Since Total Recall came out in 1990, the concept of a thriller in which the story may or may not be what it seems has (happily, in my opinion) become increasingly commonplace.

Upon repeat viewing of the film, regarded as a seminal piece of ambiguous cinema from the perspective of an unreliable narrator, I was actually surprised at how unambiguous the story is. The film is really rather clear cut with all it's hinting that it's pretty obvious that none of the action we see is "real life".

I haven't seen many interpretations of the script, but in my opinion the film is actually pretty damn overt at painting Douglas Quaid's adventures as product of a delusion.

So what happened to Quaid over the course of the movie?

In my opinion, Quaid's initial dreams of Mars at the beginning of the movie were actually just his own insecurities from his daily life on Earth rather than any real memories of Mars. He's unhappy with his simple job and bored with his wife's lack of ambition. His dreams of Mars simply represent him in a fantasy world of adventure with a fictional woman who is better matched with him.

Rekall made a mistake while planting the memories in his head that made him lapse into some kind of psychosis (though everything after his initial passing out is part of his dream/delusion). The scene where he thrashes about and gets sedated, and the scene in which they talk about how he has previous Mars memories in the lab is also part of the dream.

Quaid then goes around living out this insane dream where he's a masterful action hero though it's actually a combination of his own mind making it up (due to the psychosis from the botched operation) and the rough framework of the story Rekall were in the process of creating for him.

Doctor Edgemar's attempt to reach Quaid is legitimate, and Quaid essentially destroyed his last hope of restoring his mental state to normalcy when he shot him. This is because Edgemar represents rationality and the knowledge (even in Quaid's own mind) that he is in a delusional dream. Destroying him shatters the rational side of Quaid's brain, just as the Doctor suggested, and traps him in the dream.

In the end of the movie, he is actually physically still sat in the Rekall labs, and is lobotomised because they cannot help him.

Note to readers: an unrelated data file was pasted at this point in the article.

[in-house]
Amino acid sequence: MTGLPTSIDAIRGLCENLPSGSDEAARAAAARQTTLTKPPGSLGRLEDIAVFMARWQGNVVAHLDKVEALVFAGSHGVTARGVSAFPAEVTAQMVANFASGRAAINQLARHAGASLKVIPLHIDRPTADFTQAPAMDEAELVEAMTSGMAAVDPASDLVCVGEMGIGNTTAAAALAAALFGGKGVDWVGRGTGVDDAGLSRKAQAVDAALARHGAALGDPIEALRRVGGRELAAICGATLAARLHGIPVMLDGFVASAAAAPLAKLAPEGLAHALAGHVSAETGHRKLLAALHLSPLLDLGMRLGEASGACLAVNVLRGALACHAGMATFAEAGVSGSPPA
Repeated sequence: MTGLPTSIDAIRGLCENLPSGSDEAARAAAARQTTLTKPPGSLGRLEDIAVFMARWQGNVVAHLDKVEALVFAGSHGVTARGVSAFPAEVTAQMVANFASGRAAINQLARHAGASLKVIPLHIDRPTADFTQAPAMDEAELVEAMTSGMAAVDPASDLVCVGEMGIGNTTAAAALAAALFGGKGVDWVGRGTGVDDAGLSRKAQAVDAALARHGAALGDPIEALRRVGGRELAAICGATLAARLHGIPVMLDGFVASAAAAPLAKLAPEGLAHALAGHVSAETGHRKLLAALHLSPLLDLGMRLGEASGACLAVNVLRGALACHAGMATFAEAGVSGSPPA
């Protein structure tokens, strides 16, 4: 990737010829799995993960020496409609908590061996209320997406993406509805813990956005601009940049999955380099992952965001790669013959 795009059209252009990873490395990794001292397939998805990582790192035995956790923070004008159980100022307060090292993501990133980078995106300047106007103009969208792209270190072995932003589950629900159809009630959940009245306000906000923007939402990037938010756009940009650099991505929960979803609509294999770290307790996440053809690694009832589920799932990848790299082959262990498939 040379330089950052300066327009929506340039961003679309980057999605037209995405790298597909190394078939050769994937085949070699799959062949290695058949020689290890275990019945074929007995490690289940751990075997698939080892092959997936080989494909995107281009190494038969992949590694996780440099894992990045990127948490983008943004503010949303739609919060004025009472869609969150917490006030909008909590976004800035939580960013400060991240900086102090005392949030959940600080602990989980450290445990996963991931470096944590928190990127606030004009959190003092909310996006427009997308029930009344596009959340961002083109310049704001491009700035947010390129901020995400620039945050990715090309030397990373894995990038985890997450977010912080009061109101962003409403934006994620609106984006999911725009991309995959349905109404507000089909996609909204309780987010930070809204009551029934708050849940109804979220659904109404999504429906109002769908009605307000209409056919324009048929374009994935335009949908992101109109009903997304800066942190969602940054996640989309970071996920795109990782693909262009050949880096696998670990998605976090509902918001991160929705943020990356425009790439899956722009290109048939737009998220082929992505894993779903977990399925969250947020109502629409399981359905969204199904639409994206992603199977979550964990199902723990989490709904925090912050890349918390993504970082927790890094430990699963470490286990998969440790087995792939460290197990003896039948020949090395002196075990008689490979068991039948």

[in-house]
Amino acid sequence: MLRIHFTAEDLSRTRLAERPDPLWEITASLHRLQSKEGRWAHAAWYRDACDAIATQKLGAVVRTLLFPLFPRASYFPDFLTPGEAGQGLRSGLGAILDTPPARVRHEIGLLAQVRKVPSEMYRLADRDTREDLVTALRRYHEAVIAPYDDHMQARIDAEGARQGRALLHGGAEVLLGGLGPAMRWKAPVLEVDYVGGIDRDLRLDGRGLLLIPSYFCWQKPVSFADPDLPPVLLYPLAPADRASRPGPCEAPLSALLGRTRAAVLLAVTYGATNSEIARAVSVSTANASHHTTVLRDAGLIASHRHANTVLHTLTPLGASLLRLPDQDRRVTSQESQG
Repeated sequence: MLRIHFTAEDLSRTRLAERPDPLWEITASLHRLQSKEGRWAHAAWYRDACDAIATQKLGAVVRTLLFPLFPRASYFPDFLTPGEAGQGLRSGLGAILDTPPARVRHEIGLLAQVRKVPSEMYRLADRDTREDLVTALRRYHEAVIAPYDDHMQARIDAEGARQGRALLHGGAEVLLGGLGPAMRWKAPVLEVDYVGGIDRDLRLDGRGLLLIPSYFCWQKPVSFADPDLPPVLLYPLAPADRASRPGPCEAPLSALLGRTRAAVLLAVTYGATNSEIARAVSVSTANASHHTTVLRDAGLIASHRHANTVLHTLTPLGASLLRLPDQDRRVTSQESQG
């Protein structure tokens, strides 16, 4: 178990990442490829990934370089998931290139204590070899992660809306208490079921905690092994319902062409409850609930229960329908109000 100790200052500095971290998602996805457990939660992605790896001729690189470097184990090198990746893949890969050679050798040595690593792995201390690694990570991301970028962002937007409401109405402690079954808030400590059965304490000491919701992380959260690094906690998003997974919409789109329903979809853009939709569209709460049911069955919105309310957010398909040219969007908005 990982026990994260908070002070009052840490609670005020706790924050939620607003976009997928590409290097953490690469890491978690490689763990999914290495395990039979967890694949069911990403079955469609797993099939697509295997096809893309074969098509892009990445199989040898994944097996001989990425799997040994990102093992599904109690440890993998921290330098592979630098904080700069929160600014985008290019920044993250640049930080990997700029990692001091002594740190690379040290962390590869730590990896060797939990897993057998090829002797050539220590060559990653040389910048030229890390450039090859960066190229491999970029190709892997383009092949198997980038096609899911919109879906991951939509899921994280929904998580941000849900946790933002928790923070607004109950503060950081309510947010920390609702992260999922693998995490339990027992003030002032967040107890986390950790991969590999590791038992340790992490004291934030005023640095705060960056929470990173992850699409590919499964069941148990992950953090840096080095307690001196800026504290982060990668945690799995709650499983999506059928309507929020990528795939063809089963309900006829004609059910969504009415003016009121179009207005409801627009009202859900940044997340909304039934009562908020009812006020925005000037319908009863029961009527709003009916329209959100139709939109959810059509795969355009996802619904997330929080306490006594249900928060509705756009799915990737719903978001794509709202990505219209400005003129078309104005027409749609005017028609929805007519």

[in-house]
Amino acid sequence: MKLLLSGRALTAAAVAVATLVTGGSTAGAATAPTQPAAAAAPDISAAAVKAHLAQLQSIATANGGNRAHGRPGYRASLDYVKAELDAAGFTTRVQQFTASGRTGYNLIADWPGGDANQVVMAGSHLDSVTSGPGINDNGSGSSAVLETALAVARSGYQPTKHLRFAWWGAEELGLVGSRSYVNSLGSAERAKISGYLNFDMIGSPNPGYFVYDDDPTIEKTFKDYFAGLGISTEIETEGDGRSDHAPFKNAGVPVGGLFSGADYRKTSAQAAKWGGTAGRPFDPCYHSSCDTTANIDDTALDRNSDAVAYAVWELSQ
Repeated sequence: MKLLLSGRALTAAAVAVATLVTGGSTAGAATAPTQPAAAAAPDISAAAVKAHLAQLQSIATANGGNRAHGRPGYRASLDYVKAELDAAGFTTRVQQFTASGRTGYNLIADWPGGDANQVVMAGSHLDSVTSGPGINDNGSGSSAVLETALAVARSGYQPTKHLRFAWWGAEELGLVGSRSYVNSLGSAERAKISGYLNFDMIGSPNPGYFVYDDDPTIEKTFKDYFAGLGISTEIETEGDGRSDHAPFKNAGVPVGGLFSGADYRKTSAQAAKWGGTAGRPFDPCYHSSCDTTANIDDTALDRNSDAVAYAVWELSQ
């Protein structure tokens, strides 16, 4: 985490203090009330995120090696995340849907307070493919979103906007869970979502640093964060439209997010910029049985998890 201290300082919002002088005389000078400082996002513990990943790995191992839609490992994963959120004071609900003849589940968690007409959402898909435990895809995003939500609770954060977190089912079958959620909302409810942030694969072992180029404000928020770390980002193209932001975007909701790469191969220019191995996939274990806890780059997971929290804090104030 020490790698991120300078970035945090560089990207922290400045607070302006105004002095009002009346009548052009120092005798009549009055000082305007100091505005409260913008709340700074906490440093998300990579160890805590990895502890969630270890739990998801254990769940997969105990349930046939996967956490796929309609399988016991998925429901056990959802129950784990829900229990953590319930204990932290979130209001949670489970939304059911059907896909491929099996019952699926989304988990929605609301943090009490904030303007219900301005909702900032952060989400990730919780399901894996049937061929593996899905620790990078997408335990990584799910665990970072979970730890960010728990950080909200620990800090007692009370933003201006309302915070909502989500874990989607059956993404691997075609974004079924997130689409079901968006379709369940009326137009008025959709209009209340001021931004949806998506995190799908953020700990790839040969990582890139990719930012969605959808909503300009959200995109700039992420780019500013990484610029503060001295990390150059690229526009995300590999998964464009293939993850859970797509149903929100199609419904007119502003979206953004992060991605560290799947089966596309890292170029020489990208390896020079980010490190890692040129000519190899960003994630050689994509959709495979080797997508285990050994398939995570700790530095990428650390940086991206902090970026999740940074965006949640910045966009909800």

Okay, that's all very cool. But what evidence backs that theory up?

Let's take a look!

1. The plot is predicted several times, and is too contrived and implausible to be real.

After Quaid escapes the Rekall centre, everything the Sales Rep told him would happen in his dream happens pretty much exactly as he said. This occurs a second time when Doctor Edgemar again correctly predicts everything that happens in the story after he is shot.

Quaid goes from being an everyman to suddenly becoming a lethal secret agent who wreaks havoc on his many relentless enemies. He has enemies everywhere, even the people he hangs out with day to day are aggressive and conspiring to kill him.

He meets a hot brunette chick on Mars (exactly as he specified at Rekall). He goes on to help a downtrodden resistance destroy a powerful, evil oppressor and then terraforms Mars instantly using crazy alien technology. The Rekall technician even predicts this with his "Blue Sky on Mars?" comment in the lab.

The burst of oxygen the alien equipment releases just happens to happily save everyone from an implausibly drawn out death, allowing him to share a big ol' snog with the woman of his dreams right at the end of the movie. He even remarks to himself "Is this a dream?"

And then, rather than the traditional fade to black, the screen whites out somewhat alarmingly.

Doesn't this all seem rather too neat for a "real" story? The ending even seems almost to share the same reality as his dream right at the start of the film, suggesting his mind is trapped now in some kind of a loop. These events all fit exactly with a Rekall package gone wrong, even up the alarming white out, which coincides with poor Quaid being lobotomised.

2. The ludicrous nature of the action sequences.

Quaid goes from being a bog-standard construction worker to suddenly killing huge numbers of armed opponents left and right with all manner of weapons and even his bare hands.

If he really was a special agent with a suppressed memory, he would of course be dangerous. But his sheer lethality and survivability is too ridiculous to be real.

Early after his trip to Rekall, his best friend Harry and three burly thugs abruptly grab hold of him and the men pin him against a wall while Harry trains a gun on him. Harry is about four feet away from Douglas.